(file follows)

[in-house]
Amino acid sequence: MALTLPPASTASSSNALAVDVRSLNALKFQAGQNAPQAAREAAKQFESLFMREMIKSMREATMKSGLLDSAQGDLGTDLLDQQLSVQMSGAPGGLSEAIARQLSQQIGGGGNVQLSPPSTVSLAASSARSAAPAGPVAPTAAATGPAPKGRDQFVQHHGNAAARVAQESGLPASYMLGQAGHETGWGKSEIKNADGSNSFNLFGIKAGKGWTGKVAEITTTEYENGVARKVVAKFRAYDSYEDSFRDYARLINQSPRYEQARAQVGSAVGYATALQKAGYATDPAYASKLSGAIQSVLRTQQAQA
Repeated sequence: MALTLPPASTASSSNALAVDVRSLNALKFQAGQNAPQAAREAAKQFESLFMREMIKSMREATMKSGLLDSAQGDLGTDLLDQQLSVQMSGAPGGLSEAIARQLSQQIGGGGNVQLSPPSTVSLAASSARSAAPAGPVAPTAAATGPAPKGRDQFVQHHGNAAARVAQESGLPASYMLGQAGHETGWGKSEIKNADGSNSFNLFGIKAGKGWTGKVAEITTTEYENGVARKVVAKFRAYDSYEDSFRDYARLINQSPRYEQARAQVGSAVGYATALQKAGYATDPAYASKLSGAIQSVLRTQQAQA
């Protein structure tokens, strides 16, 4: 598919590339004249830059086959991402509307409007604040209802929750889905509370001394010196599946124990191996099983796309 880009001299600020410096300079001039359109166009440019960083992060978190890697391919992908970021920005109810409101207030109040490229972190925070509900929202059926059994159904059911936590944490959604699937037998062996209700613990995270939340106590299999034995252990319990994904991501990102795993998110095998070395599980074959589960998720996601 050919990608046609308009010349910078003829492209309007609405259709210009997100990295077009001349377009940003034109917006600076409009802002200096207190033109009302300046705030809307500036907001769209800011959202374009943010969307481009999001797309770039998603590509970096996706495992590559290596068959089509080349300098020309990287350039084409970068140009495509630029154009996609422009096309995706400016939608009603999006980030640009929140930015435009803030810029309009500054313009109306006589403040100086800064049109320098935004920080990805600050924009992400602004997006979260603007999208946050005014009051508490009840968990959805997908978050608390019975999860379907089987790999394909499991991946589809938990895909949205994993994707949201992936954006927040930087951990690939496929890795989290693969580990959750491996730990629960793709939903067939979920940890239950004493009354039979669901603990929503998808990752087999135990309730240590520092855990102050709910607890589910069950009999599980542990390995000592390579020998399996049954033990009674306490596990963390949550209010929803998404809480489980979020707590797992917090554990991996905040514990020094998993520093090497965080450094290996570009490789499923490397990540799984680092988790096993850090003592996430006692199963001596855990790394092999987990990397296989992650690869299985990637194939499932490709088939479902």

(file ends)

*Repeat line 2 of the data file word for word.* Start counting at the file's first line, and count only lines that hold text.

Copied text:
Amino acid sequence: MALTLPPASTASSSNALAVDVRSLNALKFQAGQNAPQAAREAAKQFESLFMREMIKSMREATMKSGLLDSAQGDLGTDLLDQQLSVQMSGAPGGLSEAIARQLSQQIGGGGNVQLSPPSTVSLAASSARSAAPAGPVAPTAAATGPAPKGRDQFVQHHGNAAARVAQESGLPASYMLGQAGHETGWGKSEIKNADGSNSFNLFGIKAGKGWTGKVAEITTTEYENGVARKVVAKFRAYDSYEDSFRDYARLINQSPRYEQARAQVGSAVGYATALQKAGYATDPAYASKLSGAIQSVLRTQQAQA